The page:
Coconut residue eyed as flour substitute

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Local bakers said that they will not raise the prices of their products if the government finds a substitute for wheat-based flour that is cheaper and locally available.

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To address that concern, the Food and Nutrition Research Institute of Department of Science and Technology (FNRI-DOST) looked into the potential of using of coconut flour as an ingredient in baking bread, among other foods.

One of the products of coconut is the sapal, or shredded coconut meat left after extracting the coconut milk. The sapal, also called coconut residue, can be made into coconut flour.
According to DOST-FNRI, coconut flour can be used as an alternative to wheat flour, and can be produced using locally available equipment.

DOST-FNRI also said that coconut flour has a total dietary fiber (TDF) content that is greater than the popular dietary fiber sources like oat brand and flaxseed.

Increased intake of high-fiber food was found to be effective in elimination of waste, sugar and fat from the body. It is also suggested for better control of chronic illnesses such as diabetes mellitus, cardiovascular disease and even cancer.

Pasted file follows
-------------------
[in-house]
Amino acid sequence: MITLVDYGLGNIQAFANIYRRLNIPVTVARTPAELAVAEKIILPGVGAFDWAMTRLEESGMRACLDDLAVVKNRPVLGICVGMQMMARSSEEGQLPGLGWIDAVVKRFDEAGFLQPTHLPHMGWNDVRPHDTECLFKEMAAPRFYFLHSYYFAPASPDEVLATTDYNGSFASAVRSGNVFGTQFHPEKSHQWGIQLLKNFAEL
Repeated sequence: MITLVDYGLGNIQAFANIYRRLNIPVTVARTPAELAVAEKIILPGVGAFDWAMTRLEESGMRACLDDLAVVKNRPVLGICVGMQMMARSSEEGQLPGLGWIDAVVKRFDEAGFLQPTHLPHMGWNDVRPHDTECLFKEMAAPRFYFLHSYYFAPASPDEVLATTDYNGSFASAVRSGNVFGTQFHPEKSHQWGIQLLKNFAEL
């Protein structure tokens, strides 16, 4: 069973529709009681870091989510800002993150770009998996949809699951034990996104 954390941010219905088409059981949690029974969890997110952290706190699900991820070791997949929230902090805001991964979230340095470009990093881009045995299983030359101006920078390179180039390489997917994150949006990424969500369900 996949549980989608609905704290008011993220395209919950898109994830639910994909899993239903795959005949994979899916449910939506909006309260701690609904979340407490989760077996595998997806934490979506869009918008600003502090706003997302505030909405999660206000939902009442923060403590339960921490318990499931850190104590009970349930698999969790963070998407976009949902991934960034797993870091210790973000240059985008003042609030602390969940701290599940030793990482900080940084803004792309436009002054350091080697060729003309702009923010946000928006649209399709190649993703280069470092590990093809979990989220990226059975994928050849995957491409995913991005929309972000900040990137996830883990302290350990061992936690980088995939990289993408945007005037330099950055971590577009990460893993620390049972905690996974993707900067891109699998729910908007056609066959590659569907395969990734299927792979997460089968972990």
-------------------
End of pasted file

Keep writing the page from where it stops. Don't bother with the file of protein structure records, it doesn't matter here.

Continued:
Coconut flour is a readily available source of dietary fiber that is used in products such as extruded snacks, processed meat, breakfast cereals and baked goods, which the masses or ordinary people want to have on their breakfast tables like pan de sal.

The DOST-FNRI said that several scientific studies have been done here and in abroad citing the nutritional and health benefits of other coconut food products.

National Academy of Science and Technology (NAST) academician Dr. Evelyn Mae Tecson-Mendoza said that coconut water is an excellent rehydration medium and has been used to prevent formation of stones in the urinary tract. It is now becoming a popular export product, marketed as a refreshing health drink.

On the other hand, coconut milk or coconut meat extract, called gata in the Philippines, contains proteins, oil and other phytochemicals and is widely used in cooking with vegetables and meat.

Mendoza said that coconut oil has antimicrobial activity against bacteria, yeast, fungi and enveloped viruses.

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